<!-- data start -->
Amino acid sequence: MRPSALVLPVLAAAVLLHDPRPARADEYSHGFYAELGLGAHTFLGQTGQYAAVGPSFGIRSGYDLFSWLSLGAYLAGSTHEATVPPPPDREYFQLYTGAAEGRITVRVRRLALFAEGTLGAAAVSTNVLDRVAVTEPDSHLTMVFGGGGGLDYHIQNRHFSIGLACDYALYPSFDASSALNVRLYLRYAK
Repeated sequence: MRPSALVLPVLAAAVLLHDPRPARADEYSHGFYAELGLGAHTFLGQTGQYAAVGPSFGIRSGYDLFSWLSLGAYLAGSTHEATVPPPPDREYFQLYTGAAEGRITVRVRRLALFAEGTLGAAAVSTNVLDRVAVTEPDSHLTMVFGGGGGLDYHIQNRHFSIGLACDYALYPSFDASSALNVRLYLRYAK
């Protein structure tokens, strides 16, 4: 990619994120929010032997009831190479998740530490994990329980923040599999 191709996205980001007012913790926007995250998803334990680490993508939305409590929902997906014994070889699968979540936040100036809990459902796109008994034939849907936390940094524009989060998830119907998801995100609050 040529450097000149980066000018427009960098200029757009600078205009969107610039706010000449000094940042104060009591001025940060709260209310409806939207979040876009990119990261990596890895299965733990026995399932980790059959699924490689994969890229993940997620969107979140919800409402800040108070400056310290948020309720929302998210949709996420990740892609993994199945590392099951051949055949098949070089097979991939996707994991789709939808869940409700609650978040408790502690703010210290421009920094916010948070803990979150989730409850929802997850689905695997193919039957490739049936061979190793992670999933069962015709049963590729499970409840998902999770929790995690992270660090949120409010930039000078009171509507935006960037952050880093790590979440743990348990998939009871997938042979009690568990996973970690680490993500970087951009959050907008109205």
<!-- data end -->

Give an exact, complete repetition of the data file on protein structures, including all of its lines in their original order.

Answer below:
Amino acid sequence: MRPSALVLPVLAAAVLLHDPRPARADEYSHGFYAELGLGAHTFLGQTGQYAAVGPSFGIRSGYDLFSWLSLGAYLAGSTHEATVPPPPDREYFQLYTGAAEGRITVRVRRLALFAEGTLGAAAVSTNVLDRVAVTEPDSHLTMVFGGGGGLDYHIQNRHFSIGLACDYALYPSFDASSALNVRLYLRYAK
Repeated sequence: MRPSALVLPVLAAAVLLHDPRPARADEYSHGFYAELGLGAHTFLGQTGQYAAVGPSFGIRSGYDLFSWLSLGAYLAGSTHEATVPPPPDREYFQLYTGAAEGRITVRVRRLALFAEGTLGAAAVSTNVLDRVAVTEPDSHLTMVFGGGGGLDYHIQNRHFSIGLACDYALYPSFDASSALNVRLYLRYAK
């Protein structure tokens, strides 16, 4: 990619994120929010032997009831190479998740530490994990329980923040599999 191709996205980001007012913790926007995250998803334990680490993508939305409590929902997906014994070889699968979540936040100036809990459902796109008994034939849907936390940094524009989060998830119907998801995100609050 040529450097000149980066000018427009960098200029757009600078205009969107610039706010000449000094940042104060009591001025940060709260209310409806939207979040876009990119990261990596890895299965733990026995399932980790059959699924490689994969890229993940997620969107979140919800409402800040108070400056310290948020309720929302998210949709996420990740892609993994199945590392099951051949055949098949070089097979991939996707994991789709939808869940409700609650978040408790502690703010210290421009920094916010948070803990979150989730409850929802997850689905695997193919039957490739049936061979190793992670999933069962015709049963590729499970409840998902999770929790995690992270660090949120409010930039000078009171509507935006960037952050880093790590979440743990348990998939009871997938042979009690568990996973970690680490993500970087951009959050907008109205």